When I first saw the above advertisement for DJI, one of the world’s leading producers of drones, I balked. It seemed to me to be a picture that celebrated spying on the private and unaccessible mansions of the all-too-rich. So, given the unreliability of my American gut reactions in China, I asked the young women standing next to me, “What do you see in that advertisement?” She responded, “a pretty landscape.” I was like, “What about the dock? The big mansion? The coastline that resembles Newport’s?” She looked at the advert again, nodded, and then tentatively added, “We see things differently because of cultural difference.”
I asked another friend about what he saw. He responded that all drone technology is about what could not otherwise be seen. He went on to explain that drone technology creates perspectives that do not exist except through these technological interventions. “So, it’s not about spying?” I pressed. “Nope.” Hmmm. Seems like the pleasures of spying to moi.
Or rather, seems like an attempt to sell spyware as if it were a toy or an artistic medium. After all, drone technology began and continues to be primarily used by the military. Indeed, even high-end DJI drones sell at the low, throwaway end–say $US 500–of an industry where the flyaway cost of an MQ-9 Reaper was $US 16.9 million. Indeed, two of my favorite deployments of democratic drone-fare are the crowd sourced science of the Fukushima map project and views of the umbrella revolution (below).
That said, the pleasures of seeing what might otherwise might not be seen muddles the issues of drone-fare and counter-insurgency. The spying, the glimpses, the viewing–these pleasures are the ideological form that makes it “okay” to play with weapons. And when I get here, again, I balk. I hear Plato calling to kick the poets out of his Republic, and I get it. The poets make us fall in love with war and its heroes. And yet. Who’d really want to live in a world without Euripides?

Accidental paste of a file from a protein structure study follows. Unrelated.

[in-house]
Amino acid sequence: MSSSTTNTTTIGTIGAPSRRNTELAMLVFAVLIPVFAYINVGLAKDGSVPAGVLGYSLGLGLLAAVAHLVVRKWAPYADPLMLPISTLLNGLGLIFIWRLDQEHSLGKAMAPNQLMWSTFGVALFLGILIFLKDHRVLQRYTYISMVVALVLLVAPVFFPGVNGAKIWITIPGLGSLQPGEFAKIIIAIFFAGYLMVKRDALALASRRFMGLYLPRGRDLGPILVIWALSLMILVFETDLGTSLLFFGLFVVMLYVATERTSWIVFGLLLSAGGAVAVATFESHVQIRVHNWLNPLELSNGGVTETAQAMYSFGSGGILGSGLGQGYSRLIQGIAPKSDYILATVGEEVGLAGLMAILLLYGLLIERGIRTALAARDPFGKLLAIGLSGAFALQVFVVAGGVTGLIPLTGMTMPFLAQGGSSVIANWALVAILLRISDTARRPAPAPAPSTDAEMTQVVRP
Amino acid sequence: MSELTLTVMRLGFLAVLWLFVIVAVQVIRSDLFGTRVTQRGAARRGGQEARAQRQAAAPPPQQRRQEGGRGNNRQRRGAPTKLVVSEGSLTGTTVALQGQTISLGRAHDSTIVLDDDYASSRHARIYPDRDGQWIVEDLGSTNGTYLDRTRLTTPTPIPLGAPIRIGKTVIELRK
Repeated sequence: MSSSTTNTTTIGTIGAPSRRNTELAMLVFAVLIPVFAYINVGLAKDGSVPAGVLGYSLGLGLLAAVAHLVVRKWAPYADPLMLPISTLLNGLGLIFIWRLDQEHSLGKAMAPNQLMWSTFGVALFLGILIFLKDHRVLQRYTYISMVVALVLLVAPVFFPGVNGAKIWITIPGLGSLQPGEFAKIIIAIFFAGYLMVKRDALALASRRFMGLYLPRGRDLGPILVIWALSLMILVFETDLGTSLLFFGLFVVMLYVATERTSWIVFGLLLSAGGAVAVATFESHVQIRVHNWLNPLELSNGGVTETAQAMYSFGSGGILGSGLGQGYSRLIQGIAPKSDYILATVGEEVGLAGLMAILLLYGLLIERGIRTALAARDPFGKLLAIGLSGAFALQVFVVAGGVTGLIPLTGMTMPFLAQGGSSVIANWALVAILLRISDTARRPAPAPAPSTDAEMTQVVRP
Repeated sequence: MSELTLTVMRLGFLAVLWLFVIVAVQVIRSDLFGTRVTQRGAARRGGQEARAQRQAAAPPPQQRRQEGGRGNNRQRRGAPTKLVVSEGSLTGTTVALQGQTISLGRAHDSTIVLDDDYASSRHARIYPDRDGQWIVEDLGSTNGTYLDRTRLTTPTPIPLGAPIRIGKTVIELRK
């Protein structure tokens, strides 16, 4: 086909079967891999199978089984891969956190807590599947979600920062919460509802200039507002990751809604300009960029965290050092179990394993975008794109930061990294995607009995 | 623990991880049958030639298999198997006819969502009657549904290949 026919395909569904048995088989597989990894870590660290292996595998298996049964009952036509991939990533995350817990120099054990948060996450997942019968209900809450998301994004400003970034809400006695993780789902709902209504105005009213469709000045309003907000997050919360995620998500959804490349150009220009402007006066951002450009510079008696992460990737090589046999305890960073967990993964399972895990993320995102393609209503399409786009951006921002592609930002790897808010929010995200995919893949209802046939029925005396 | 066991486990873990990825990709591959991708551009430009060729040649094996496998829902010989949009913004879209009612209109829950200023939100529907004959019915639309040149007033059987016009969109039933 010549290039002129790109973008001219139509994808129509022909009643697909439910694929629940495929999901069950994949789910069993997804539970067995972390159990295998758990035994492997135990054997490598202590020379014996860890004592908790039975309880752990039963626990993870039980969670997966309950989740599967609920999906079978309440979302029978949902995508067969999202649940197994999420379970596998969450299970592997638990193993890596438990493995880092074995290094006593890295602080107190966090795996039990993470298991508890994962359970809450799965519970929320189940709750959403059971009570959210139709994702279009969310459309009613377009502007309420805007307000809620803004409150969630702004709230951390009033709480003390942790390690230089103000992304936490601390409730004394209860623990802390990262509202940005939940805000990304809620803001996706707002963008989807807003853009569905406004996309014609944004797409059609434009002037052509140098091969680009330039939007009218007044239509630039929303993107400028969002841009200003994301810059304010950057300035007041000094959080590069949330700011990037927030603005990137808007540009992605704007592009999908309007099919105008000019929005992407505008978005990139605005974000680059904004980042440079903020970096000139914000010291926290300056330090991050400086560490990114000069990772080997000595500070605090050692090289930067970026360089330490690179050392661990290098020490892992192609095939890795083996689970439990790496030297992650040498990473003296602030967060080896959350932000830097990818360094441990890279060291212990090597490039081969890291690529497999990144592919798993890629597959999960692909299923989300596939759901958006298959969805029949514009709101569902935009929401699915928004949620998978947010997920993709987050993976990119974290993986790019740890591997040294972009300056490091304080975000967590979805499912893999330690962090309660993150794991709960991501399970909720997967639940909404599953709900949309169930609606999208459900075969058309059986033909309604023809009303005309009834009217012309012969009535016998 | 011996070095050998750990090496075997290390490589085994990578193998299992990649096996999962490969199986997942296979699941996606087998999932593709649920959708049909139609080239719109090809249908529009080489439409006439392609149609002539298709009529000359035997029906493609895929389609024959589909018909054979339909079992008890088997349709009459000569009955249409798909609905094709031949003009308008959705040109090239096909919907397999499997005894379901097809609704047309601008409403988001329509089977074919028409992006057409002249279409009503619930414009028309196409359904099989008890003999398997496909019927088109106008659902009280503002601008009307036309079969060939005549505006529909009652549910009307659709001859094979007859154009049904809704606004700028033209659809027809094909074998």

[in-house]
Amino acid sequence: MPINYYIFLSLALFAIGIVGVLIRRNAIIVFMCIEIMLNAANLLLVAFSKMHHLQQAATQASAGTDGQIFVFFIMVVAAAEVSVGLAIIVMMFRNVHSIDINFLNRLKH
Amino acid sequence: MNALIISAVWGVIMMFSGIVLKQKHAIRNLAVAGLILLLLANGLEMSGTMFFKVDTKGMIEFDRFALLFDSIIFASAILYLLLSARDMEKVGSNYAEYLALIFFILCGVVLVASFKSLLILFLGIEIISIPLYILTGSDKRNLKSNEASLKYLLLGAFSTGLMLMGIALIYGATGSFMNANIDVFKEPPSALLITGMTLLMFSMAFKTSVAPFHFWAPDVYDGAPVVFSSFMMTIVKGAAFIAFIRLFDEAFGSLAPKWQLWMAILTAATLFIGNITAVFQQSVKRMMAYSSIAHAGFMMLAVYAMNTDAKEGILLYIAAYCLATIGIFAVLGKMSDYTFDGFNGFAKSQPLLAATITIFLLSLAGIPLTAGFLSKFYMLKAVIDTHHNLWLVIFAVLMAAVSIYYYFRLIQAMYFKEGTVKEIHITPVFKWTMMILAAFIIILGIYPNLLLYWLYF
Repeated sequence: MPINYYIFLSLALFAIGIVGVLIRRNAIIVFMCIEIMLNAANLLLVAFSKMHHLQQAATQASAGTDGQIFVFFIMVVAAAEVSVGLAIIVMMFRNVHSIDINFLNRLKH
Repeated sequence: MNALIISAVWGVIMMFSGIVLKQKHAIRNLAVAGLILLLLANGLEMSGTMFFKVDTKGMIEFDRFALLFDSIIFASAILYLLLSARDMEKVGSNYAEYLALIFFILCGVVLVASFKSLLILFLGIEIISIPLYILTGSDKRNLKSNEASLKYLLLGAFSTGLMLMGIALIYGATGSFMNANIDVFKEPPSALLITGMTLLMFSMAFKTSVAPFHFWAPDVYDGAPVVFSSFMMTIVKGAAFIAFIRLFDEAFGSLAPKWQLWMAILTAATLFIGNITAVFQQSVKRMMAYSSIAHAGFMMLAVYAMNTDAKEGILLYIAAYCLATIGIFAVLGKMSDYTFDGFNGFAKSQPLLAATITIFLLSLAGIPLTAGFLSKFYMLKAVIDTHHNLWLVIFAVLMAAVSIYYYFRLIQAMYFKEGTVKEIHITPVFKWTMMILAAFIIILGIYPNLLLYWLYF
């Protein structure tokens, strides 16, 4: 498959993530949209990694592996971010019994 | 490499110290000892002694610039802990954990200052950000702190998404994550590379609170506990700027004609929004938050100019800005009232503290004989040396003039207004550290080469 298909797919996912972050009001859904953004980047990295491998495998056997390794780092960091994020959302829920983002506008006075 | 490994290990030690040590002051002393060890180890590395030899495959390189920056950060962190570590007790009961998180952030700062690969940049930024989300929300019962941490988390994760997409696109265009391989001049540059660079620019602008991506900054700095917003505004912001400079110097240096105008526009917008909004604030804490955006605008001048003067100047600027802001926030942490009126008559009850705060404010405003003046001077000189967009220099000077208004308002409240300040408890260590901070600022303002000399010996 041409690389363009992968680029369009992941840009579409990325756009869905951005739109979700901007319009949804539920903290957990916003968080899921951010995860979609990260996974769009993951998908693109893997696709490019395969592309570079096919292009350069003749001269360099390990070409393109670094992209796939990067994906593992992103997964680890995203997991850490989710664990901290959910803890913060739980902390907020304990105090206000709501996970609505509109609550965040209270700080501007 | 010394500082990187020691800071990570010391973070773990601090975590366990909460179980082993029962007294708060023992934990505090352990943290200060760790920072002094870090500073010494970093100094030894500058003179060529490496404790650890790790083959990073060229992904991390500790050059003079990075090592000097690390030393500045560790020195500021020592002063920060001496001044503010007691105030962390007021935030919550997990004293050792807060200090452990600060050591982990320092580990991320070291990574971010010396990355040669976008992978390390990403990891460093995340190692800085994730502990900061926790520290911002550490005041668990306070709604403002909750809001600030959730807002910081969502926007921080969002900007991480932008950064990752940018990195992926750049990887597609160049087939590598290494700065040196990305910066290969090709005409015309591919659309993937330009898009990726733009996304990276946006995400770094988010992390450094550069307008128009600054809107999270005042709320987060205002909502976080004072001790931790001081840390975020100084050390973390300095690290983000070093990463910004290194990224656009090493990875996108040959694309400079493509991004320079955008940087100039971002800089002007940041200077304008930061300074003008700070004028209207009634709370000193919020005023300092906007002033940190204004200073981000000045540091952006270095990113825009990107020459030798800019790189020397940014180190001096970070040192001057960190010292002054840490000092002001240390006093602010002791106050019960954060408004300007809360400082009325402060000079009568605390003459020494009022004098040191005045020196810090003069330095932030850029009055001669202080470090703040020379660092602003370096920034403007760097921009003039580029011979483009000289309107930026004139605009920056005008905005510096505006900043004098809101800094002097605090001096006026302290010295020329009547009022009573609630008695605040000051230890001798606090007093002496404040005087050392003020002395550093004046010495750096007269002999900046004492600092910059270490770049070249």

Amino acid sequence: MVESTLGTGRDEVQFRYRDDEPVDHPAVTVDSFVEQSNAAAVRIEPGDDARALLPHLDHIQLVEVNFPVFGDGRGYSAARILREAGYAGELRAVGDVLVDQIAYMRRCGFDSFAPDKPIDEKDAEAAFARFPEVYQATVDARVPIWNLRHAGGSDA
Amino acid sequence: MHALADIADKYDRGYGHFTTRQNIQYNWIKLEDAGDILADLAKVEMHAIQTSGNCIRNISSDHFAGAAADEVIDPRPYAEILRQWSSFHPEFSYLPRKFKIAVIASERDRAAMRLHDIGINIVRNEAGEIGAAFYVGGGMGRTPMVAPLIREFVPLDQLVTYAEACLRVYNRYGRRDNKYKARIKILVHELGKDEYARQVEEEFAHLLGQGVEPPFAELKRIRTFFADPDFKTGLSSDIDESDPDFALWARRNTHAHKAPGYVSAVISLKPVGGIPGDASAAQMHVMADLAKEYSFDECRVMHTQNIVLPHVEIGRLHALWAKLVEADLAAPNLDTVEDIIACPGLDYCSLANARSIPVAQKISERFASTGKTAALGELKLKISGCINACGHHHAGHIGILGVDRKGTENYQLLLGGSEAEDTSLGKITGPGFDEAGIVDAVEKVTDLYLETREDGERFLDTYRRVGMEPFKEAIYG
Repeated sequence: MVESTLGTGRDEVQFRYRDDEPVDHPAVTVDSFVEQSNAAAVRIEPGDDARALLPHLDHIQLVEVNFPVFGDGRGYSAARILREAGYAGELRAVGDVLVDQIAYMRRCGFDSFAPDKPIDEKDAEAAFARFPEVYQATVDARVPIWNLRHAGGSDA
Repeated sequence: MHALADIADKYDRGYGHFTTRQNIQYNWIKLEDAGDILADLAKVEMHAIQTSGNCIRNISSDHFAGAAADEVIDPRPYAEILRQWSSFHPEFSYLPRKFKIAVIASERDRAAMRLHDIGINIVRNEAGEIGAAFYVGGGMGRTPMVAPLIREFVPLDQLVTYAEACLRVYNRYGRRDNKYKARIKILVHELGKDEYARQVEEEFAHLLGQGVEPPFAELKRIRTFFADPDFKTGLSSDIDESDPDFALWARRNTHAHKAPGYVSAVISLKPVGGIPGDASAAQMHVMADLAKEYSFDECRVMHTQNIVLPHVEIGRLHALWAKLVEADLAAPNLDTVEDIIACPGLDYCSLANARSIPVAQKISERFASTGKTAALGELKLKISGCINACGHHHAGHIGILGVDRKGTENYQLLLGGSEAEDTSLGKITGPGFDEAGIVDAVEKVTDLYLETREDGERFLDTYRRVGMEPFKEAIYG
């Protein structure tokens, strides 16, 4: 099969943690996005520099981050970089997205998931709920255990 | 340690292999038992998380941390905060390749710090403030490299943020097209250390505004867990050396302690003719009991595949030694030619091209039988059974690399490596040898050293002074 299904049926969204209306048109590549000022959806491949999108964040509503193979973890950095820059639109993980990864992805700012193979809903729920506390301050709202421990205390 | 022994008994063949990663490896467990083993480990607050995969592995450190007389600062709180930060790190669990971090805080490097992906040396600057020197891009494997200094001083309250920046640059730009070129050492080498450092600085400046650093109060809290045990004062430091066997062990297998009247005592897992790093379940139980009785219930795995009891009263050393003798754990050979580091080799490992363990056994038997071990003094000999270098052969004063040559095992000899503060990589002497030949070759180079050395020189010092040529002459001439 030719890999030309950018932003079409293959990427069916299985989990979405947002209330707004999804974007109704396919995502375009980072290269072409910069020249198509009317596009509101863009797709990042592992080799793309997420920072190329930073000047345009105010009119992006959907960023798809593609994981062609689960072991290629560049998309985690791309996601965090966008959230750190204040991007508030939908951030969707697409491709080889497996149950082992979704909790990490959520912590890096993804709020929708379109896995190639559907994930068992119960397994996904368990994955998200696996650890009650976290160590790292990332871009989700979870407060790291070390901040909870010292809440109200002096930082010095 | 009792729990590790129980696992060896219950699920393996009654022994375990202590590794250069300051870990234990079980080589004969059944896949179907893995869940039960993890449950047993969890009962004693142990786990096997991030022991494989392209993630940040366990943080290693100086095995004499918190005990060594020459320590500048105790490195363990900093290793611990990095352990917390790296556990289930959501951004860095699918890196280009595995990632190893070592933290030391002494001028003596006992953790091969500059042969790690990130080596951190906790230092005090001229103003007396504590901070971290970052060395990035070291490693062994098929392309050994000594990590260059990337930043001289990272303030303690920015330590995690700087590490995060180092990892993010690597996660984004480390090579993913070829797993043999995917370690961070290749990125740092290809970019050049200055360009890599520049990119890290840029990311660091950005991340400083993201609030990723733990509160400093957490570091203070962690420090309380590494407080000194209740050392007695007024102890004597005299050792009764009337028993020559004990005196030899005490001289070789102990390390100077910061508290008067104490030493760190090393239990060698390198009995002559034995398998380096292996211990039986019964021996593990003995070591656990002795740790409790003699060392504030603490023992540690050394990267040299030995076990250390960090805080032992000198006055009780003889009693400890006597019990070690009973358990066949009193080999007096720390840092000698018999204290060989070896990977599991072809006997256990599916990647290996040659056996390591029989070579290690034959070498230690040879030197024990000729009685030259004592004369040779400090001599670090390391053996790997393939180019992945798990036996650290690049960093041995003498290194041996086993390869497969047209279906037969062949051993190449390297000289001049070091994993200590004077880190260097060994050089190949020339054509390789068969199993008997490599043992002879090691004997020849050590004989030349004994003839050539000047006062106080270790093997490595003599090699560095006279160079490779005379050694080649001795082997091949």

Knowledge is not wisdom.
Interesting. Technologies that make it possible to see what otherwise could not (or would not) be seen have long been important to poets (a tower that enables us to climb another story and see a little farther, for example?). With an eye on etymology, one might even say a poem is one such technology. But when Plato has a character in one of his better known dramas call for the eviction of poets, he seems to be doing something more than calling for a ban on a particular technology. It seems to me that he is a poet using poetry to call attention to the power of poetry. I think it’s a mistake to say poets make us fall in love with war and its heroes. Not even Homer does that in a straightforward way — and surely not Euripides. In fact, calling for a ban on poets might be Plato’s idea of a joke, don’t you think? We fall in love with war and its “heroes” (and I’m inclined to agree with ee cummings on what that word usually means) quite on our own. But a poet like Euripides might be seen as an enemy of the State because he wrote plays that enable us to see wars in ways that the State probably would prefer we not see them — as human tragedies with suffering, ugliness, senseless cruelty, and outright stupidity on all sides (which might just threaten the power of leaders who call their war du jour “necessary” and/or “smart”). The noblest figure in the Iliad is probably Hektor — who is, of course, on the “other” side. Seems to me that the drones we should be most concerned about are the ones who so readily fall in love with wars and rumors of wars time and time again no matter how much times and technologies change. The drones that brought us the picture on the billboard, I think, continue a human struggle to extend our senses. I can’t say whether that human struggle is good or bad, only that it seems to be part of who we are. And the question — no matter how far we see (or what corners we see into) at any given time — is what we do with what we see. The drones will drone on. Artists can make use of what they see and what they incline us not to see (nothing that is not there and nothing that is) to mourn (even victory) as a funeral.
And, for what it’s worth, I’d be more than willing to take my chances with Euripides in a world that saw war (no matter what technologies it employs) as something to mourn and avoid rather than something to celebrate and desire.
Yes and yes and yes. I don’t want to live in a world without Euripides. And I want more crowd-sourced science. And yet. I remain distressed by the way weapons turn into commodities, sold as toys and art supplies.
Reblogged this on Deterritorial Investigations Unit.